The data plane (sometimes known as the user plane, forwarding plane, carrier plane or bearer plane) is the part of a network that carries user traffic. The data plane, the control plane and the management plane are the three basic components of a telecommunications architecture. The control plane and management plane serve the data plane, which bears the traffic that the network exists to carry.
The data plane enables data transfer to and from clients, handling multiple conversations through multiple protocols, and manages conversations with remote peers. Data plane traffic travels through routers, rather than to or from them.
In conventional networking, all three planes are implemented in the firmware of routers and switches. Software-defined networking (SDN) decouples the data and control planes and implements the control plane in software instead, which enables programmatic access to make network administration much more flexible.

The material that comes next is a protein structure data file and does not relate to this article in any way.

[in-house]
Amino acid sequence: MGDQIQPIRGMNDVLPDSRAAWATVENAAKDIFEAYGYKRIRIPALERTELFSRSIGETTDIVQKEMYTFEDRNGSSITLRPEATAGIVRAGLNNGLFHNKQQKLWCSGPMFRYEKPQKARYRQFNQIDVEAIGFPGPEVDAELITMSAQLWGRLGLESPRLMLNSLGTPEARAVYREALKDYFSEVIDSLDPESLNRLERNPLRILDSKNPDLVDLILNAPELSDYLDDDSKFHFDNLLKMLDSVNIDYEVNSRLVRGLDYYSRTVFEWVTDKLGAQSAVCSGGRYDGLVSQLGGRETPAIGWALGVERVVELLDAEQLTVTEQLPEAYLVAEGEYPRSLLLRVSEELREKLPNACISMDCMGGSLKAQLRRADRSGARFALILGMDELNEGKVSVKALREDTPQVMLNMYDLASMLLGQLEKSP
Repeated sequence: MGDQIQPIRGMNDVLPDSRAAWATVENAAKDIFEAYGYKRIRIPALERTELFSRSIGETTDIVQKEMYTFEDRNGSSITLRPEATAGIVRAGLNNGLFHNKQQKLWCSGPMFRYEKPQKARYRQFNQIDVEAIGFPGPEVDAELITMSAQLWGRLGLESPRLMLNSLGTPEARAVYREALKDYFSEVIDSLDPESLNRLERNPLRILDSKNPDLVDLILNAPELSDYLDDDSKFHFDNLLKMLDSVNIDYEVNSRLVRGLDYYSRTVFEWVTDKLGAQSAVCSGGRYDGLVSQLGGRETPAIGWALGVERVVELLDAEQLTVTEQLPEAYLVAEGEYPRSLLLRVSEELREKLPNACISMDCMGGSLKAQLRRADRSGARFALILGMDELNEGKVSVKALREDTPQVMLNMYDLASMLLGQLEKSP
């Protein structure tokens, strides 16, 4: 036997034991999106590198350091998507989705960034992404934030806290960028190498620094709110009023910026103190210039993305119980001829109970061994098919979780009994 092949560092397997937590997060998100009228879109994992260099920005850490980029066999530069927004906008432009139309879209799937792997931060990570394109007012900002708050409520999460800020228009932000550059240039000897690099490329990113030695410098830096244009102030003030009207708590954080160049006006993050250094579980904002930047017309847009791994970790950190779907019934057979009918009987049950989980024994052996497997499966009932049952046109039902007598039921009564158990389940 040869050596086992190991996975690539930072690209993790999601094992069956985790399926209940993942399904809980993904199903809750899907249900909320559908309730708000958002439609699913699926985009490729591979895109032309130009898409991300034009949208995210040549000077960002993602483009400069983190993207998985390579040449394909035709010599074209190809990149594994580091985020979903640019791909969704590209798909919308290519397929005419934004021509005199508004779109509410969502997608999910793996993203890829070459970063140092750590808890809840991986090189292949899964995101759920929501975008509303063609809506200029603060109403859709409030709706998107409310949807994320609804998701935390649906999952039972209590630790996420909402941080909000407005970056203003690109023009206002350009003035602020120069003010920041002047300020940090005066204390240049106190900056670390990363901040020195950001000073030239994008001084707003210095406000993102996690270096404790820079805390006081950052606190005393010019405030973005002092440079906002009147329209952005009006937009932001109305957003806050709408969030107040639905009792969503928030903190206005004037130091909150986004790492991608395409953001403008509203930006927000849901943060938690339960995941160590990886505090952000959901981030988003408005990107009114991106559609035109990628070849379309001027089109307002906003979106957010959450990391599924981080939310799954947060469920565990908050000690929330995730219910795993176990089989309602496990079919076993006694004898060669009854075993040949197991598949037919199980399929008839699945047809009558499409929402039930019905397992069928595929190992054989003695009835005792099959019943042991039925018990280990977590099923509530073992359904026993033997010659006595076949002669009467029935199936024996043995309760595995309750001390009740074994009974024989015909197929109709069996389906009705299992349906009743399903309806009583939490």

Moving the control plane to software allows dynamic access and administration. A network administrator can shape traffic from a centralized control console without having to touch individual switches. The administrator can change any network switch's rules when necessary -- prioritizing, de-prioritizing or even blocking specific types of packets with a very granular level of control.
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